Forensic (Psycho-Legal) Assessments
What is Forensic Psychology and when do you need it?
Forensic Psychology is “the provision of psychological information for the purpose of facilitating a legal decision (Blackburn 1996)”. In essence, Forensic Psychology refers to the application of psychology within a legal context and the task of the Forensic Psychologist is to assist the court in making decisions.
A. IN DIVORCE DISPUTES, THE FOLLOWING PROCESSES ARE COVERED:
Divorce can be a defining moment in any child’s life – how this will impact your child will depend on how you choose to deal with the challenges that the divorce has left. Parents usually become so absorbed in the bitterness as well as the logistical ramifications related to divorce, that they often miss getting to understand how their children view this major life change.
Although divorce impacts the entire family and extended system, this traumatic period is the most pivotal time for you, the parent, to see the world through the eyes of your child. As it is well-documented, divorce is recognised as a traumatic and stressful life event usually affecting the adults involved, however, a child of divorced parents also experiences stress, but lacks the emotional expression, cognitive understanding and coping skills to adjust to this major life event. Understanding how your child experiences the divorce will help you identify and address potential problems early. In many divorce proceedings, some form of dispute needs to be addressed, often leaving both parties angry and bitter, which has an impact on clear decision-making. It is then recommended that a Forensic Psychologist be consulted to assist both parties with an objective view and to assist you and your family in the decision-making process keeping the best interests of your child in mind.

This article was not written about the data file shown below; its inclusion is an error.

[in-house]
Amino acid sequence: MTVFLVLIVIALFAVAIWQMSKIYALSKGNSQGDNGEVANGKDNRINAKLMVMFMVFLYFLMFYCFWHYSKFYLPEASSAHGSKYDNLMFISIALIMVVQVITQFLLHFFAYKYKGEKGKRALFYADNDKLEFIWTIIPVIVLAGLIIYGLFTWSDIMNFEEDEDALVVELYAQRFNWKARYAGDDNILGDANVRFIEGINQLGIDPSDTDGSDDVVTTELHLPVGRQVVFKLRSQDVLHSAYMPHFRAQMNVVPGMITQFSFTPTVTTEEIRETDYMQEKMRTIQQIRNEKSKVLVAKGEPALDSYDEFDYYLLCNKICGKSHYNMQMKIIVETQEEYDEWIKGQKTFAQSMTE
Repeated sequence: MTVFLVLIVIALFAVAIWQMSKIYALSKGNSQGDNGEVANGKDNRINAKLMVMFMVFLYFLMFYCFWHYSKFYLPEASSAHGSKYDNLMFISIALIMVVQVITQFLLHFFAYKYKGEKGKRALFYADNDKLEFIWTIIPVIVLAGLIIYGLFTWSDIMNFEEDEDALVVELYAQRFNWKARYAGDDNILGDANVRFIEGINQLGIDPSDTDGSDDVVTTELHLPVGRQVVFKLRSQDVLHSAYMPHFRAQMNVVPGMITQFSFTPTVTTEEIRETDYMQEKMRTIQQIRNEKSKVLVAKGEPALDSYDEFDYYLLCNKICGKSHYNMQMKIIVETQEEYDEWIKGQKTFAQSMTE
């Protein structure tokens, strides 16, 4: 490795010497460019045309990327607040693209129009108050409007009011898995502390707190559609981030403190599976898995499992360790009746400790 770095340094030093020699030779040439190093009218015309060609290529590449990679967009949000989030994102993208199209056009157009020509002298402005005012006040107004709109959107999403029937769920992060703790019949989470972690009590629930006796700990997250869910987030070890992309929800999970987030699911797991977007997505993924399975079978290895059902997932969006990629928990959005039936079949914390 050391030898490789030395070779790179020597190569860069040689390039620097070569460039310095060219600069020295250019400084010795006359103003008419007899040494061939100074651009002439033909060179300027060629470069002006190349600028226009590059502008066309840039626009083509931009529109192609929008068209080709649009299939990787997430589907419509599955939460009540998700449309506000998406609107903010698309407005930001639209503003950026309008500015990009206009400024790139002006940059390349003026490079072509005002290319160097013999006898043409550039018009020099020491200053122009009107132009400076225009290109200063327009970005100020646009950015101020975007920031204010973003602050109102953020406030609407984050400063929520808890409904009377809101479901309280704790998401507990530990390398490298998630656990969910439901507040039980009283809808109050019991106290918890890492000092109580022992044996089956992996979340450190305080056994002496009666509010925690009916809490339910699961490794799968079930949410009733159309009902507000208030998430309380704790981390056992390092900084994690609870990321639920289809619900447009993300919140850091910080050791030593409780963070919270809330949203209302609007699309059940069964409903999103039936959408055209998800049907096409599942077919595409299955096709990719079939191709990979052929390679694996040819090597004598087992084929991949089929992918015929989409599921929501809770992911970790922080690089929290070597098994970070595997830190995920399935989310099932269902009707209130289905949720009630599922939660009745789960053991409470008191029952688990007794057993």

In terms of the new Children’s Act 38 of 2005, and the Children’s Act Amendment Bill of 2006 signals a shift from the concept of parental power over children to the concept of parental rights and responsibilities for children. The Children’s Court has been given increase jurisdiction by the Children’s Act, but issues such as guardianship, remain in the jurisdiction of the High Court. The “best interest of the child” is a Constitutional Right and a Forensic Assessment aimed at determining Primary Residency is conducted in terms of the best interest of the child.
Our Forensic Psychologist works with the divorcing parents and their respective attorneys, or the family court, and consults with the children. During a forensic assessment, the psychologist will undertake the following:
- In-depth psychometric testing of both parents
- Structured interview with both parents
- In-depth psychometric testing of all children
- Semi-structured interview with each child
- Collateral information form significant others including domestic workers, relatives, siblings, therapists, schools.
- Home Visits
- Interactional analysis (of each parent and child)
Family courts and attorneys request both Mediation and the compilation of a Parenting Plan in line with the new requirements for a divorce procedure. The Mediation sessions include tailoring a Parenting Plan to meet the needs of the unique family and in particular the children. The number of sessions is usually determined by the family and the level of co-operation exercised between parents. While mediation usually occurs pre-divorce although some issues can be addressed during or after a divorce. Child-inclusive-mediation (CIM) is an effective method of determining how parenting can be implemented to meet the child’s unique and specific needs. Depending on the age of the child, the child is consulted with regards to the finalisation of the Parenting Plan.
B. 3RD PARTY CLAIMSA Parenting Plan contains particulars of aspects pertaining to the care of, contact with, financial responsibility for, and incidental matters related to the raising of the child/children that are being conferred by the mother or other person having parental responsibilities upon the biological father or other person having an interest in the care, well-being and development of the child.
This involves claims which require a psychological assessment for a claim, usually as a result of inter alia, emotional damage, which may have resulted due to negligence or damage by a third party, e.g., wrongful arrest, injury sustained on public transport etc.
C. MEDICO-LEGAL CLAIMS
These claims are usually as a result of a motor vehicle or pedestrian accident and claims are usually made to the Road Accident Fund by relevant attorneys, who consult with relevant psychologists.
The resident Forensic Psychologist covers Medico-legal claims that involve head injuries (Neuropsychological assessments) and/or children (educational assessments). Forensic Assessment involves court work at various levels although many cases are resolved in the High Court, because of the cost involved
D. Other Psycho-Legal Matters:
- Sexual Abuse Evaluation
- Foster Parenting
- Adoption Process